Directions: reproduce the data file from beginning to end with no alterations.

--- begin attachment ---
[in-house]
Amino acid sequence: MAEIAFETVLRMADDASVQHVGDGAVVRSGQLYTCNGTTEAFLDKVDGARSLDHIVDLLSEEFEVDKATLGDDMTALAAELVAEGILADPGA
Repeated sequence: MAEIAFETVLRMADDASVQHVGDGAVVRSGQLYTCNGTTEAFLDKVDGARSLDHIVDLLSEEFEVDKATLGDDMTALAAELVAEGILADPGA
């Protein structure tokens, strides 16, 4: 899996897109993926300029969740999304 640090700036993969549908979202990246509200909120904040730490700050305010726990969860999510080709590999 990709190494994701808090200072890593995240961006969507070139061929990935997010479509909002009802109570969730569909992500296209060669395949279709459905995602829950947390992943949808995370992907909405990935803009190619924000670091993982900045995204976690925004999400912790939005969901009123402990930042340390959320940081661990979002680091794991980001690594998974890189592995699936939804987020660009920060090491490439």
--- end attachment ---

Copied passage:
[in-house]
Amino acid sequence: MAEIAFETVLRMADDASVQHVGDGAVVRSGQLYTCNGTTEAFLDKVDGARSLDHIVDLLSEEFEVDKATLGDDMTALAAELVAEGILADPGA
Repeated sequence: MAEIAFETVLRMADDASVQHVGDGAVVRSGQLYTCNGTTEAFLDKVDGARSLDHIVDLLSEEFEVDKATLGDDMTALAAELVAEGILADPGA
């Protein structure tokens, strides 16, 4: 899996897109993926300029969740999304 640090700036993969549908979202990246509200909120904040730490700050305010726990969860999510080709590999 990709190494994701808090200072890593995240961006969507070139061929990935997010479509909002009802109570969730569909992500296209060669395949279709459905995602829950947390992943949808995370992907909405990935803009190619924000670091993982900045995204976690925004999400912790939005969901009123402990930042340390959320940081661990979002680091794991980001690594998974890189592995699936939804987020660009920060090491490439």